When I got into the OS I got the idea to try the Win key. It's been there for more than 15 years, and I've barely touch it before. Didn't make much sense just for opening the start menu, but it felt instantly natural for the start screen. I don't think I'll miss the start menu much. I'm already used to having the apps I use daily pinned to the taskbar, and the start screen gives a good overview that makes up for it being "further away".
Metro interface looks good but the features feel a little too large for a 22" screen with 1680x1050 resolution. I guess it's something to get used to and that the so-so contrast of a five year old panel isn't optimal, but it would have been nice if the type and graphics could adapt more to physical size rather than resolution. It will definitely look beautiful on a tablet, though.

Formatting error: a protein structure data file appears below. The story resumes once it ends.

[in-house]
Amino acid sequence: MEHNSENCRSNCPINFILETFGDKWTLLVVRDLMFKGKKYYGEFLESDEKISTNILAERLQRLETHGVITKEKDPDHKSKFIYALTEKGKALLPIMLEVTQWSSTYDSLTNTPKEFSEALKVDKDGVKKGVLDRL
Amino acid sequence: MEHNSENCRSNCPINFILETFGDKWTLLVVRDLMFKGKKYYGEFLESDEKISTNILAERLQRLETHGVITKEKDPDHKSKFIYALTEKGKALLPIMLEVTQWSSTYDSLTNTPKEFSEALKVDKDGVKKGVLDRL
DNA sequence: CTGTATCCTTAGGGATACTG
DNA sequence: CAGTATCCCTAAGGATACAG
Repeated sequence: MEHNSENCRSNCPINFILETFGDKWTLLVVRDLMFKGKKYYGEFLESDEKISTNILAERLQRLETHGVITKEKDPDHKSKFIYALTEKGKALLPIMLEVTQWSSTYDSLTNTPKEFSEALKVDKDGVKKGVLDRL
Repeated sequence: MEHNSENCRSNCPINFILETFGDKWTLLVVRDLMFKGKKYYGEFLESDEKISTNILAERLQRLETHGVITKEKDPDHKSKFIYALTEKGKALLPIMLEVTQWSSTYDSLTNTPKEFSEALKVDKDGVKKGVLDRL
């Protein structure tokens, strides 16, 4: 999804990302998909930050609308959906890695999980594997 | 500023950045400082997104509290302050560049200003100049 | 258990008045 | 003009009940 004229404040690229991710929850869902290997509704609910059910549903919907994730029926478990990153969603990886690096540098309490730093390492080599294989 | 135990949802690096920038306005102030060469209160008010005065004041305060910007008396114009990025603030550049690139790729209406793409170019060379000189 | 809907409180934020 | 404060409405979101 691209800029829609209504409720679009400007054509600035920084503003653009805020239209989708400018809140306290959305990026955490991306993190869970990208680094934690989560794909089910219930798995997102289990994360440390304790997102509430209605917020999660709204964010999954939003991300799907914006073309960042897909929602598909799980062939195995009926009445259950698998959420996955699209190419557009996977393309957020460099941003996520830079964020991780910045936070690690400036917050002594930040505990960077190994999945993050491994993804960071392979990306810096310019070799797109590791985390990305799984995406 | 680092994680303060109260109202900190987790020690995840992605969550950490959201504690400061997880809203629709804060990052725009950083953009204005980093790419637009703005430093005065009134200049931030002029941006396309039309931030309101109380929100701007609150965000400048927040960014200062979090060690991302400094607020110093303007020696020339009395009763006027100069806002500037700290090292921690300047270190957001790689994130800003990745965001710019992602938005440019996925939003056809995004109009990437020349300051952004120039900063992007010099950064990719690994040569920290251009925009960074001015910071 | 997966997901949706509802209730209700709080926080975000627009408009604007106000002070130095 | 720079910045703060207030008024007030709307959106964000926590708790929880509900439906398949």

I feel like I'm getting used to this, and unless there are any compatibility issues I don't think I'll go back to the Win 7 partition for anything but fetching stuff that has to be accessed by applications there.
03-05-2012, 07:15 AM #10
- 85 Posts
03-05-2012, 07:38 AM #11
- 718 Posts
- 03-05-2012, 10:15 AM #12
Partitioned the drive on my very old Fujitsi P7010 notebook and W8 is working fine with limitations. At first I had no sound or video, but W8 managed to find an audio driver somewhere. But video is still all choppy as my chip does not support DirectX9. I new that before I started though. W8 also found a generic display driver that won't get me past 1024 x 764, so some limitations there.
But overall, a good way to get familiar with navigating the new OS. Using this machine more the past week than in the past six months.